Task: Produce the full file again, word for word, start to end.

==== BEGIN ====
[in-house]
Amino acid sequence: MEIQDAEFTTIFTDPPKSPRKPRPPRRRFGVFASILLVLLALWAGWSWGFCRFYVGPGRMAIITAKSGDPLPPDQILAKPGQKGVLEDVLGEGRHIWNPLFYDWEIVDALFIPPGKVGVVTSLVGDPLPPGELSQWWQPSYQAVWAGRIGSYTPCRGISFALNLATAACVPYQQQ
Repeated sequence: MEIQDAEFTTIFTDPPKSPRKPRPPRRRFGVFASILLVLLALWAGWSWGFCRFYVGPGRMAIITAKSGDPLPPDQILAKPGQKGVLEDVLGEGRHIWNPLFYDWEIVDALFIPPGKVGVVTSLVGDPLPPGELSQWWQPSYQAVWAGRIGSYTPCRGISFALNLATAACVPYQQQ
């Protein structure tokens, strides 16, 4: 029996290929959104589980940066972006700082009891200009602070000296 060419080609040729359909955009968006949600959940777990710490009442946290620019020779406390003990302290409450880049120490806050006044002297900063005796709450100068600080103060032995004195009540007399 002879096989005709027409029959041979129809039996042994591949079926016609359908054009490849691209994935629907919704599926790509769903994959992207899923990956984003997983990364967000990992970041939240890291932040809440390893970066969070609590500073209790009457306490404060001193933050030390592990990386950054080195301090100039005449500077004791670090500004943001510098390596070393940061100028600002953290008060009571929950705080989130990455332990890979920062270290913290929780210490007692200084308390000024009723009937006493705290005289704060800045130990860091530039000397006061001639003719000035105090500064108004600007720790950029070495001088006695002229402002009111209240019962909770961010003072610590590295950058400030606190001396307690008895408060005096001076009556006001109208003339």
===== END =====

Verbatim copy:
[in-house]
Amino acid sequence: MEIQDAEFTTIFTDPPKSPRKPRPPRRRFGVFASILLVLLALWAGWSWGFCRFYVGPGRMAIITAKSGDPLPPDQILAKPGQKGVLEDVLGEGRHIWNPLFYDWEIVDALFIPPGKVGVVTSLVGDPLPPGELSQWWQPSYQAVWAGRIGSYTPCRGISFALNLATAACVPYQQQ
Repeated sequence: MEIQDAEFTTIFTDPPKSPRKPRPPRRRFGVFASILLVLLALWAGWSWGFCRFYVGPGRMAIITAKSGDPLPPDQILAKPGQKGVLEDVLGEGRHIWNPLFYDWEIVDALFIPPGKVGVVTSLVGDPLPPGELSQWWQPSYQAVWAGRIGSYTPCRGISFALNLATAACVPYQQQ
């Protein structure tokens, strides 16, 4: 029996290929959104589980940066972006700082009891200009602070000296 060419080609040729359909955009968006949600959940777990710490009442946290620019020779406390003990302290409450880049120490806050006044002297900063005796709450100068600080103060032995004195009540007399 002879096989005709027409029959041979129809039996042994591949079926016609359908054009490849691209994935629907919704599926790509769903994959992207899923990956984003997983990364967000990992970041939240890291932040809440390893970066969070609590500073209790009457306490404060001193933050030390592990990386950054080195301090100039005449500077004791670090500004943001510098390596070393940061100028600002953290008060009571929950705080989130990455332990890979920062270290913290929780210490007692200084308390000024009723009937006493705290005289704060800045130990860091530039000397006061001639003719000035105090500064108004600007720790950029070495001088006695002229402002009111209240019962909770961010003072610590590295950058400030606190001396307690008895408060005096001076009556006001109208003339």